Joseph McGowan, MWF 11:15am-12:10pm

This course will trace the origins and historical development of the English language from its Indo-European roots to contemporary dialects of American English and varieties of World English.  By the end of the course students will have mastered the fundamentals of language analysis and introductory linguistics and developed the ability to describe and analyze language and language varieties. Particular emphasis will be placed upon the phonology, morphology, syntax, and semantics of current American English, with additional emphases upon dialectology, language change, and theories of language acquisition.

Counts as an upper-division elective in both the old and new major. Required for Liberal Studies.

English 385-01: Screenwriting - CRN 2702

Dennis Clausen, M 6:00-8:50pm

To understand the craft of screenwriting, students must learn to look at literature in an entirely different way. Literary techniques that are often on the fringes of more traditional literature courses that focus on ideas, themes and/or issues take on a whole new meaning. To the screenwriter, structure, foreshadowing, plot, sub-plot, dialogue, character development, dramatic conflict and many other techniques are indispensable tools the writer must master to create a compelling story that holds the viewer's interest. Structural issues, especially, are paramount concerns for any successful screenwriter. Indeed, many screenwriters insist that the 3 most important elements in a screenplay are STRUCTURE, STRUCTURE, AND STRUCTURE!  Students will be expected to participate fully in our discussions of the art of storytelling as it pertains to screenwriting. For this reason, classroom attendance is mandatory. There will be oral reports and other assignments, but the major requirement will be for each student to produce a 60 page motion picture screenplay.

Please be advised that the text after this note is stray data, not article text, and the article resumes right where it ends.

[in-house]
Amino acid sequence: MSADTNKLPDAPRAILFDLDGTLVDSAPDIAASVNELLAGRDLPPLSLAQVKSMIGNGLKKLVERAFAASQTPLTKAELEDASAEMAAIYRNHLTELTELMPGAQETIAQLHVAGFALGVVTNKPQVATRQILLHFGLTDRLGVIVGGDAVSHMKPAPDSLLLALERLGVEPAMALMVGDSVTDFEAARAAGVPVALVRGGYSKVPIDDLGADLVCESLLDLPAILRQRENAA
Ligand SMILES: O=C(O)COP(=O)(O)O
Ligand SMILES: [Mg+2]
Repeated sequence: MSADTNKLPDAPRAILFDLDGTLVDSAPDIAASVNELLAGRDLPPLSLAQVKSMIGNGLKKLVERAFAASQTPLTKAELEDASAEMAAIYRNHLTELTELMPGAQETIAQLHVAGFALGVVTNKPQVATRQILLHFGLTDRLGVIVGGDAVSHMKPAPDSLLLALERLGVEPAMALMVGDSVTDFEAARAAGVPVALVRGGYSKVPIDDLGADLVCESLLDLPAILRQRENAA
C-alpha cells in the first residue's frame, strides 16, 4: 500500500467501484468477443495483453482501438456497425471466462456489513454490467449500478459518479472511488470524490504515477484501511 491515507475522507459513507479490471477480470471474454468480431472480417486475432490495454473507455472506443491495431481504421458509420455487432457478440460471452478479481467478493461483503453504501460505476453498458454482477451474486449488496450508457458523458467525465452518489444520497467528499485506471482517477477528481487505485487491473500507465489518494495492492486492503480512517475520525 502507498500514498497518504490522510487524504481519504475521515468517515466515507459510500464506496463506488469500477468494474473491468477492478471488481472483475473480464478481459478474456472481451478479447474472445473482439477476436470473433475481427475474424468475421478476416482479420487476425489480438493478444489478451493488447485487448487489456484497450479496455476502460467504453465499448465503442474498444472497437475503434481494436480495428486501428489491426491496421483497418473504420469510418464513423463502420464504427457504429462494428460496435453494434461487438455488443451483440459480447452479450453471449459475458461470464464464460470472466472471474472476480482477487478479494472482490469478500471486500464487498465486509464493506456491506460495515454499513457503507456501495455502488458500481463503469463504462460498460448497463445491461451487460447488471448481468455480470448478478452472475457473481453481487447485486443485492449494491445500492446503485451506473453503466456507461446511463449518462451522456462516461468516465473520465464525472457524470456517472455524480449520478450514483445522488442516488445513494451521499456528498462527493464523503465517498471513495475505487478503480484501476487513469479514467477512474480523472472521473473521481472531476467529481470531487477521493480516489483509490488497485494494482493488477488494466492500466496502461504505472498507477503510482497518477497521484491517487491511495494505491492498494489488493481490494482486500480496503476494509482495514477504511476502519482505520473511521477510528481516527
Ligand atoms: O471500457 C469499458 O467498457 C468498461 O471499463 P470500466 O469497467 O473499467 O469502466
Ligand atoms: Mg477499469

Although there are some exceptions, the class will be primarily limited to English majors who have completed English 301 Intro to Creative Writing (formerly 375). Counts as an upper-division elective in both the old and new major.

English 401-01: Advanced Poetry Writing - CRN 2299

Malachi Black, R 4:00-6:50pm

Formerly English 391. 
This advanced three-hour workshop will be chiefly invested in the generation and consideration of new work by class members, but these aims will be both complemented and informed by two related engagements:  (1) a small survey of recently published first collections (contest winners and press selections alike) and (2) weekly accompanying readings from poet-critic James Longenbach’s collection of inventive craft meditations, The Virtues of Poetry (Graywolf, 2013).  Texts will include Natalie Diaz’s When My Brother Was an Aztec (Copper Canyon, 2012); Tarfia Faizullah’s Seam (Southern Illinois, 2014); Chloe Honum’s The Tulip-Flame (Cleveland State, 2014); Rowan Ricardo Phillips’ The Ground (FSG, 2013); Matt Rasmussen’s Black Aperture (LSU, 2013); and Jacob Shores-Arguello’s In the Absence of Clocks (Southern Illinois, 2012).  In addition to much reading, writing, and revision, this course will require that students deliver two in-depth presentations: a critical introduction to one of the assigned poetry collections and an analytical introduction to an independently discovered literary journal.  A memorization will round out the abundance of our vivid lives in verse.

Prerequisite: Engl 381 Intermediate Poetry Writing. Counts as an upper-division elective in both the old and new major.

English 402-01: Advanced Fiction Writing - CRN 2300

Halina Duraj, T 4:00-6:50pm

Formerly English 392.
This three-hour, once-a-week workshop foregrounds the fiction writing process (draft, workshop, revision) in an introduction to a graduate-style workshop. Students will write and submit for workshop two 12-15 page stories and at least one revision. Students will also lead craft-focused class discussion of published stories of their choice and will prepare for a public reading of their own work. We will also discuss the professional aspects of fiction writing, including publication, the pros and cons of M.F.A programs, the M.F.A. application process, and writing outside of the academy.

Prerequisite: Engl 382 Intermediate Fiction Writing. Counts as an upper-division elective in both the old and new major.

English 403-01: Advanced Creative Nonfiction Writing - CRN 2301

Bradley Melekian, W 2:30-5:20pm

Formerly English 393